Environmental protection Agency EpA

IN 1970, pREsiDENT Richard Nixon established the U.S. Environmental Protection Agency (EPA) as part of an executive reorganization plan. William Ruck-elshaus served as the first administrator, which is the title of the head of the EPA. The mission of the EPA is to protect human health and the environment. Because global warming and climate change can have effects on both human health and the environment, they are encompassed as part of EPA's mission.

structure and mission

The vigor in which EPA pursues climate change research and policy recommendations is usually dependent upon how sympathetic the presidential administration is to such policies. In 2005, the EPA faced some criticism after a former oil lobbyist influenced reports about climate change. Since then, the agency has taken a closer look at the potential effects of global warming. More recently, the U.S. Supreme Court ordered EPA to become even further involved in global climate change remediation by regulating carbon dioxide (CO2) and other greenhouse gases under the Clean Air Act. In Massachusetts v. Environmental Protection Agency, 12 states and U.S. cities brought suit against the EPA. The U.S. Supreme Court handed down the five to four decision in April 2007.

The EPA is organized into different program and regional offices across the United States, as well as several laboratories. The EPA is charged with several tasks. First, it develops and enforces regulations. Next, the EPA offers financial assistance in the form of research and community grants. Environmental and risk management research is also performed at some of the EPA's laboratories. The EPA also sponsors and facilitates partnerships with a variety of governmental and nongovernmental organizations and businesses. The different divisions engage in environmental education and outreach, as well. Finally, the EPA creates many of publications that are used by multiple stakeholders, businesses, and educational institutions.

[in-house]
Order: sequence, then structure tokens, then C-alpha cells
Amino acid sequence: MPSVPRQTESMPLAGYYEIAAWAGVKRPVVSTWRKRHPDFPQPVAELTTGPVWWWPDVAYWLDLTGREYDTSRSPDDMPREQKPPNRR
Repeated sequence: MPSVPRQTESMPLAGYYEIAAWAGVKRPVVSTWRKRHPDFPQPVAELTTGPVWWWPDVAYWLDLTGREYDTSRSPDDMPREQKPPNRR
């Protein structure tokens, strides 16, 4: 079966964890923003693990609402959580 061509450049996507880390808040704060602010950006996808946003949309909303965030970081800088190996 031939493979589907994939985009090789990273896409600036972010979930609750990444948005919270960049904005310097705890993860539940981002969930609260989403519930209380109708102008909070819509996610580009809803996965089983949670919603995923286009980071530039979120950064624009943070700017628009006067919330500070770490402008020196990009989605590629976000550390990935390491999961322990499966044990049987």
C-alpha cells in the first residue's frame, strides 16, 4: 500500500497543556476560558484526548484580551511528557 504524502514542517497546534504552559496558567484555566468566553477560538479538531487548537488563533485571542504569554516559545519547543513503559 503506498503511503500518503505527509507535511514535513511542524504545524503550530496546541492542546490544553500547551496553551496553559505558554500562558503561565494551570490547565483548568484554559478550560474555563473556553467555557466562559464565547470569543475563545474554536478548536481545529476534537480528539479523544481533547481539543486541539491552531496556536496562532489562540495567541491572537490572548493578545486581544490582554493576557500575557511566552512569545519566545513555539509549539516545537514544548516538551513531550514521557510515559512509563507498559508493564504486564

The EPA's headquarters are located in Washington, D.C. There are 10 regional offices throughout the Unites States and 12 EPA laboratories. Native American tribes work with the EPA region that includes the state that their reservation borders. In some instances, tribes are delegated specific authority to implement EPA programs on their lands. In other instances, tribes work with the EPA to enforce regulations and alter guidelines. The EPA employs over 17,000 scientists, lawyers, policy analysts, and engineers. Many employees hold post-baccalaureate degrees. The EPA is not considered a cabinet-level agency, however, most presidents appoint the administrator to their cabinet. Usually, when choosing an EPA administrator, a public servant is sought, who is not necessarily a scientist.

regulation and financial assistance

The EPA works to achieve positive results in several program areas. The first of these is to develop and enforce regulations that protect human health and the environment. Congress promulgates laws to limit environmental degradation and maintain human health. The EPA is charged with the task of creating regulations to fill in the specific requirements of the legislation. The EPA's employees conduct research and then set national standards and requirements. At times, the EPA delegates authority to states and tribes for monitoring and compliance. If necessary, the EPA can assist states and tribes in ensuring that specific environmental quality standards are met, or revoke enforcement authority all together.

Next, the EPA offers financial assistance to many stakeholders. Most money is provided directly to states as grants to assist them in administering delegated enforcement requirements and state environmental programs. The EPA also provides many research and fellowship grants for graduate and undergraduate students. These include funding for research, community involvement, small business initiatives, internships, and tribal collaboration programs. The EPA offers several well-known fellowships, such as the National Network for Environmental Management Studies Fellowships, Science to Achieve Results (STAR) fellowships, Public Health fellowships, and American Association for the Advancement of Science fellowships. Each of these opportunities allows graduate students to fund their education, as well as participate in training programs, and conduct innovative research, often incorporating some aspect related to climate change.

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